Brooke DiDonato is a 28-year-old New York-based photographer whose pastel-hued, conceptual imagery often captures surreal moments when people or everyday objects are obscured, subsumed or lost in the environments around them. By challenging the assumed reality of a photograph, her images lead viewers through a narrative that is both real and constructed. Brooke graduated with a degree in photojournalism from Kent State University in 2012 and has since gone on to exhibit her work in various solo and group exhibitions in the US. Her impressive client list also includes Adobe, Coach, HUAWEI, The New Yorker and Penguin Books.
You can see more of her work on instagram or her website.
Matthieu Venot is a French photographer who creates colourful and graphic imagery by abstracting the urban environment that surrounds him. Matthieu's careful composition see's lines intersect and colours overlap until viewers are left wondering what exactly it is that they are looking at. Focusing on the part rather than the whole, walls, stairwells and balconies are deliberately cropped out to reveal simplistic patterns and colours that look like they belong in a Wes Anderson film. To see more of Matthieu's work visit his website or follow him on instagram.
Jesse Herzog is a Toronto-based photographer with an impressive portfolio full of youthful female portraits. With a background in film production at Humber College and a love for filmmakers such as Jean-Luc Godard, Jesse fuses cinematic mood with raw emotion to create intimate images that feel more like memories rather than pretty pictures. Jesse earned numerous awards during his time at college, including the winner of the 2012 William F. White's Viral Van Film Festival and runner-up in the Humber 2013 inaugural photo competition. Since then he has worked for several companies including Maple Leafs Sports & Entertainment, Rogers Communications, Wind Mobile and City TV. Check out his full portfolio on his website.
Xanthe Hutchinson is a freelance photographer, art director and mother of two, based in the UK. With a portfolio full of dreamy yet edgy editorials and playful lookbooks, this self-proclaimed 'bookworm' notes that she gets all of her best ideas from cinema and literature. Xanthe graduated with a first class honours degree in photography and attained Associateship of the British Institute of Professional Photographers in 2010. She has been published in various photographic journals plus a number of online and print fashion magazines such as Wonderland, Material Girl and Indie Magazine. To see more of Xanthe's work visit her website and Instagram.
Sam Elkins is a photographer and explorer based in Portland, whose beautiful work reveals the beauty of nature and evokes a strong sense of wanderlust. Through a washed out and grainy editing style, Sam captures moody landscapes of the Pacific Northwest as well as raw outdoor portraits that make you want to pack up everything and drive off into the wilderness. At only nineteen years of age, Sam has already been recognized by a number of publications and collaborated with companies such as Adorama, Free People and even Google. Head to Sam's instagram or tumblr to see his latest work.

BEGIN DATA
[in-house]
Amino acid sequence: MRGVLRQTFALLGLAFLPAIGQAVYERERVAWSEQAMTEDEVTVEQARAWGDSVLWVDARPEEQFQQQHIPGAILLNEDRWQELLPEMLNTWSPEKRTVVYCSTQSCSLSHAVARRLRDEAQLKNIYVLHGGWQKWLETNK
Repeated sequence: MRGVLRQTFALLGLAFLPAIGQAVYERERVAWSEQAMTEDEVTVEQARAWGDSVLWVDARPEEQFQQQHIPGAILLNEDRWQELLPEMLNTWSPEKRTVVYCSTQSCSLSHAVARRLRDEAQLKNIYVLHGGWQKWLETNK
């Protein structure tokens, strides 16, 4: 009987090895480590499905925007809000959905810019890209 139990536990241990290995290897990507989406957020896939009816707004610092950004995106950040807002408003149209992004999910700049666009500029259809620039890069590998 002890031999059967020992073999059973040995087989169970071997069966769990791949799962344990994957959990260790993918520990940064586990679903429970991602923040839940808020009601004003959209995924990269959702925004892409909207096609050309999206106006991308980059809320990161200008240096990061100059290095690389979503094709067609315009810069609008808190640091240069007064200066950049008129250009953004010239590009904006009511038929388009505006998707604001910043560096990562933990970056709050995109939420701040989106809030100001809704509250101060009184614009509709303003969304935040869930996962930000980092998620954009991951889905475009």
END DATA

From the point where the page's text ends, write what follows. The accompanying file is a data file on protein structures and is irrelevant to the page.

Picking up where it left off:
Born in the South of France and now residing in London, Viktor Vauthier is a photographer with a penchant for creating captivating and honest work. In a society where we are inundated with highly-photoshopped artificial imagery, his unedited analog photographs are a welcomed breath of fresh air. Using only an old Compact 35mm film camera, Viktor shoots documentary style fashion editorials that are bright, fresh and a little bit provocative. He is currently working as the in-house photographer for 1970s inspired skate brand, Bianca Chandon and has also worked with the likes of Lazy Oaf, ASOS, Converse, Oh My Love and Topshop. To see more of Viktor's work head to his blog and website.
Over the last few years we've seen an increasing trend of young female photographers pushing the boundaries and creating a new cultural narrative from their own perspective; the female perspective. One such photographer is California-based storyteller and artist, Natalie Yang. Inspired by the people around her and the Californian coast, Natalie uses her camera to document and express her feelings, as well as exploring the female figure and the way in which it shapes into its environment.
In her series, “Growing Up”, she photographs her friends, a group of beautiful and carefree adolescents, hanging out, breaking the rules, falling in love, and most importantly, figuring stuff out. The series is a real breath of fresh air in a world where popular culture often takes advantage and exploits this fragile time in a young women's development. We love the hazy sun-drenched feel of her imagery and the real sense of authenticity you get when you look at it. Natalie has exhibited her work in solo and group exhibitions in California, and has also been featured in a number of digital and print publications. You can check out more of her work via her website and instagram.